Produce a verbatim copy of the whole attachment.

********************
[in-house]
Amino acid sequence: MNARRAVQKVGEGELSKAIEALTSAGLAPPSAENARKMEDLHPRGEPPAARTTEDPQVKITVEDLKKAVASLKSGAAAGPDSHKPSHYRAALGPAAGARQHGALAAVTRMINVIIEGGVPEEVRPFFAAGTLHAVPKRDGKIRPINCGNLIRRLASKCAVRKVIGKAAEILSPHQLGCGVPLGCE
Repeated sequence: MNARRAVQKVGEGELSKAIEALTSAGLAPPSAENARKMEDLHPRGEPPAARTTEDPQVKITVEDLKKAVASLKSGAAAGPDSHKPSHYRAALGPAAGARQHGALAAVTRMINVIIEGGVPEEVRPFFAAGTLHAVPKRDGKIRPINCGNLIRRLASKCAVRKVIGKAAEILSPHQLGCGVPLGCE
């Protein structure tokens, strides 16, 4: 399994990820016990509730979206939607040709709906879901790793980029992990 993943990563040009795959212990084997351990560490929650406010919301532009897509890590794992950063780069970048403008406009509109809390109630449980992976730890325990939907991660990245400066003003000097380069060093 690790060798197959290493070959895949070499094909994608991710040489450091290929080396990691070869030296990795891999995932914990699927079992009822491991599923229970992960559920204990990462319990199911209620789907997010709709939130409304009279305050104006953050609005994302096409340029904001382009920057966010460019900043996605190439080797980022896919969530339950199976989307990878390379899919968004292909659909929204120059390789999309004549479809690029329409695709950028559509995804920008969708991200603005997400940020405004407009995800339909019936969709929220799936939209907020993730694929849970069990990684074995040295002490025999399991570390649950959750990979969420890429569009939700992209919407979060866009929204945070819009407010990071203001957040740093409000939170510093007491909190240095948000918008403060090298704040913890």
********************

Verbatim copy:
[in-house]
Amino acid sequence: MNARRAVQKVGEGELSKAIEALTSAGLAPPSAENARKMEDLHPRGEPPAARTTEDPQVKITVEDLKKAVASLKSGAAAGPDSHKPSHYRAALGPAAGARQHGALAAVTRMINVIIEGGVPEEVRPFFAAGTLHAVPKRDGKIRPINCGNLIRRLASKCAVRKVIGKAAEILSPHQLGCGVPLGCE
Repeated sequence: MNARRAVQKVGEGELSKAIEALTSAGLAPPSAENARKMEDLHPRGEPPAARTTEDPQVKITVEDLKKAVASLKSGAAAGPDSHKPSHYRAALGPAAGARQHGALAAVTRMINVIIEGGVPEEVRPFFAAGTLHAVPKRDGKIRPINCGNLIRRLASKCAVRKVIGKAAEILSPHQLGCGVPLGCE
């Protein structure tokens, strides 16, 4: 399994990820016990509730979206939607040709709906879901790793980029992990 993943990563040009795959212990084997351990560490929650406010919301532009897509890590794992950063780069970048403008406009509109809390109630449980992976730890325990939907991660990245400066003003000097380069060093 690790060798197959290493070959895949070499094909994608991710040489450091290929080396990691070869030296990795891999995932914990699927079992009822491991599923229970992960559920204990990462319990199911209620789907997010709709939130409304009279305050104006953050609005994302096409340029904001382009920057966010460019900043996605190439080797980022896919969530339950199976989307990878390379899919968004292909659909929204120059390789999309004549479809690029329409695709950028559509995804920008969708991200603005997400940020405004407009995800339909019936969709929220799936939209907020993730694929849970069990990684074995040295002490025999399991570390649950959750990979969420890429569009939700992209919407979060866009929204945070819009407010990071203001957040740093409000939170510093007491909190240095948000918008403060090298704040913890």